Weekly Devotion & Prayer- July 4, 2022

"When National Pride Is A Problem"

But Naaman became angry and went away saying, ‘I thought that for me he would surely come out and stand and call on the name of the Lord his God and would wave his hand over the spot and cure the skin disease! Are not Abana and Pharpar, the rivers of Damascus, better than all the waters of Israel? Could I not wash in them and be clean?’ (2 Kings 5:11-12) 

Sometimes we act in ways we regret. Sometimes we are not the people we would like to be. I wonder if Naaman the commander from Aram knows the feeling? I would certainly believe that he does.

Aram was a neighboring country to Israel, the Northern Kingdom. Aram was sometimes an ally to Israel. It was sometimes an enemy to Israel. It was at this time a very powerful nation. The King from Israel was nervous enough about this power from the North East. Naaman was a powerful commander from Aram, who was responsible for leading many troops that had expanded the reach of the Kingdom of Aram.

Naaman was a powerful person within Aram. He had done a lot. He was proud of his accomplishments. But he was also in need.

2 Kings 5:1-14 tells the story. Naaman discovered that he had leprosy. Leprosy was an incurable disease in that culture. No matter how strong, how powerful you were; leprosy, when it got bad enough, deprived you of every honor and status that you had won. It made you an outcast.

When news of hope came, that there was a prophet in Israel who could help, Naaman jumped on the chance as any desperate person would. And of course there is a protocol to follow. One king, just can’t send one of his main commanders into another country to get help without letting the king of that next country know about it. So when the message comes to the King of Israel, “here is my servant Naaman. I have sent him to you to heal him of his leprosy.”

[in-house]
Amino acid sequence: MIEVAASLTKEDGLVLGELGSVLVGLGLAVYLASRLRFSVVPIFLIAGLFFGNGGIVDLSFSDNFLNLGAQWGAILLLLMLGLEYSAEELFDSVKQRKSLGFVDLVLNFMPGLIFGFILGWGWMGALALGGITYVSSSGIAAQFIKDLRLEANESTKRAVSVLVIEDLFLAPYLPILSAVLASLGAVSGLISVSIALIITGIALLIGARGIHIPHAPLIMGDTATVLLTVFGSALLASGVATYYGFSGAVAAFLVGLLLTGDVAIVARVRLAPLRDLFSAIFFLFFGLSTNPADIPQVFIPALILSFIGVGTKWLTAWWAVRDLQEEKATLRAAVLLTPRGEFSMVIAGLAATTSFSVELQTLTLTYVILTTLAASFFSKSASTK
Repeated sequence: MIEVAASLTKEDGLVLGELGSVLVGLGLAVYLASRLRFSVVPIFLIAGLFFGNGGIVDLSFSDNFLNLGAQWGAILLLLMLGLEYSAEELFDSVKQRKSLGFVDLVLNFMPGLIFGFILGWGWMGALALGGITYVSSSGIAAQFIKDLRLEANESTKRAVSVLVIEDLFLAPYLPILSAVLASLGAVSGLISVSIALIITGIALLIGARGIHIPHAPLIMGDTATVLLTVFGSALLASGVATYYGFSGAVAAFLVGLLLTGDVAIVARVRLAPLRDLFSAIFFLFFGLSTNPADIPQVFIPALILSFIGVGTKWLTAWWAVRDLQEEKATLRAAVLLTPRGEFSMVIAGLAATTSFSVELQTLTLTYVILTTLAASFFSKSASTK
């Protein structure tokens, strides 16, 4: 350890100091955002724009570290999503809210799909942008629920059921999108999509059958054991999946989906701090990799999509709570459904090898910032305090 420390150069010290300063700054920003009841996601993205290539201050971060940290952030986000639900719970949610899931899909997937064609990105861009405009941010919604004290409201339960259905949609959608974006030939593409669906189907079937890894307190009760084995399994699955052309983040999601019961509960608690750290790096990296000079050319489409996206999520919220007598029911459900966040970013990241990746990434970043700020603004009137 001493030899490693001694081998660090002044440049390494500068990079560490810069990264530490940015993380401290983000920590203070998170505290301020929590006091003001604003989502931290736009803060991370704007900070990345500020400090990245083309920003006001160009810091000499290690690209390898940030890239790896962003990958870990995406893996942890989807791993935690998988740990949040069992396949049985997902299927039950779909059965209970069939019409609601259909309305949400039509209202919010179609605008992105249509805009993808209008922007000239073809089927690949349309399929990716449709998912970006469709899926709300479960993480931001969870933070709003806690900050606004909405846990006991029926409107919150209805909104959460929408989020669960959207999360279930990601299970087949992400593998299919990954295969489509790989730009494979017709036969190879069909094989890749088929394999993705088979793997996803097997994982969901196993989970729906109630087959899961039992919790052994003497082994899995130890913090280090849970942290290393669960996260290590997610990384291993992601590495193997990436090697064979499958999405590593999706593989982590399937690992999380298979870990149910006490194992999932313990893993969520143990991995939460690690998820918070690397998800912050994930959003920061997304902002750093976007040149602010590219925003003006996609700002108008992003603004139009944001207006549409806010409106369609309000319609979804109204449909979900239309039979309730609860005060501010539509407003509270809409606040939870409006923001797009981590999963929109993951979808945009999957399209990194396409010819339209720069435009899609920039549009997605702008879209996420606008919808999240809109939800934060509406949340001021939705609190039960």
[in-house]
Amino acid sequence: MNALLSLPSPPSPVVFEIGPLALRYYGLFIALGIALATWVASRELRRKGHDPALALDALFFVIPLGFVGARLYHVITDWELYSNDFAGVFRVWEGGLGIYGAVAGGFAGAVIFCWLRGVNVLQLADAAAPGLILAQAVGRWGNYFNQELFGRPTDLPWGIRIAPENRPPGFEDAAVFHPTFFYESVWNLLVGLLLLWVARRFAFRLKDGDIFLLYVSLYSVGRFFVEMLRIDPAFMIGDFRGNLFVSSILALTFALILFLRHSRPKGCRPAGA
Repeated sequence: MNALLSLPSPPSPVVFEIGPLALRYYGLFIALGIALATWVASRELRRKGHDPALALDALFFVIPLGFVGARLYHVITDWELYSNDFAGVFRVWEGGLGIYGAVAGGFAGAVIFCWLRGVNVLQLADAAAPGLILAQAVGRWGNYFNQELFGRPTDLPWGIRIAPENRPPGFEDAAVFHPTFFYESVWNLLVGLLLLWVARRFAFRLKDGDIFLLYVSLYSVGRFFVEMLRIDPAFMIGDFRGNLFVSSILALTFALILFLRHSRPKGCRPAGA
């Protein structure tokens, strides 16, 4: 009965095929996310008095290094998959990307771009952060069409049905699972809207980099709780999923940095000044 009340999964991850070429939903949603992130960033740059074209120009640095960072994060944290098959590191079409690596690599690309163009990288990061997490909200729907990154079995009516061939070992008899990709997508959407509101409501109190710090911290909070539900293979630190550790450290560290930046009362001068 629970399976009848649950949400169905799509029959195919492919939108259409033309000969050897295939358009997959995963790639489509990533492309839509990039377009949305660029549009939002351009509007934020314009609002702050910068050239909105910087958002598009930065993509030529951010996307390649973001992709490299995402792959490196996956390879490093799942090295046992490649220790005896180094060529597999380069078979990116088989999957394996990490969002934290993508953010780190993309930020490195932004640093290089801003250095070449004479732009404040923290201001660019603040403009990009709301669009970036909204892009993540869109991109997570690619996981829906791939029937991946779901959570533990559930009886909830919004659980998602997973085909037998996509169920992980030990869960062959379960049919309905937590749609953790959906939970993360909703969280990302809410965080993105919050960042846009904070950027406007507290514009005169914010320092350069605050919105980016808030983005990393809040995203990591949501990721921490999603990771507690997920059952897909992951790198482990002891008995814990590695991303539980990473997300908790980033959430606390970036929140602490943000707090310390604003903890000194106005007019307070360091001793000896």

The King of Israel immediately sees this as a way to pick a fight. He begins to lament wondering, “Am I God, that I can heal this man?”

But the prophet Elisha hears about all of this and says simply, “Send him to me.”

So, when Naaman comes, Elisha doesn’t even go out to greet him. He just sends the message, “Go wash in the River Jordan seven times.”

It sounds simple enough doesn’t it? But Naaman gets upset over how he is treated. He says, “I am not going to wash in the dirty, stinking Jordan. I can’t believe that this prophet didn’t even come out and talk with me himself. I don’t know why I even came here. I am going home.”

Pride! Naaman’s pride was getting in the way of his experiencing healing. When has your pride got in the way of your experiencing God’s love and grace? When have your actions not reflected God’s love and grace living through you?

On this day, when our nation is celebrating its birthday and our national pride is being shown all over the place, this scripture is an important reminder for me to remember to keep that national pride in check. We do live in a country that I love.

But we live together with other people of this world. When we let our pride, either as a nation or as individuals get to a place where we think we are more deserving of special treatment than others, then our pride, like Naaman’s becomes a problem. We are not better than others. We are called to live with others, in community.

When Naaman turned to leave in disgust, it was his servants who reminded him that this request was such a simple request. They had already traveled this far. Why didn’t he just wash in the Jordan. What would it hurt? What did he have to lose?

And Naaman listened. And he washed. And he was healed. Then he did a remarkable thing, he credited Elisha and the God of Israel for bringing healing to his life. This passage reminds me that not only can our pride get in the way of experiencing God, but when we are willing to place our pride aside, it can actually help us experience the healing and life that God wants to give us.

Like Elisha we are messengers of God and God’s love and healing for others. Even when we may not know it. Like Naaman God wants to make all things new, even us. Even now.

Sometimes our pride gets in the way. We may not be okay. But that is okay, because God is willing to redo us. Are you willing to let God re-do you?

Loving God, thank you for being with us and placing us right where we are. Give us the courage to love you more than anything and to put that love for you into our actions in this world. Help us to be and become the people you need at this time. In the hope that Jesus offers us, Amen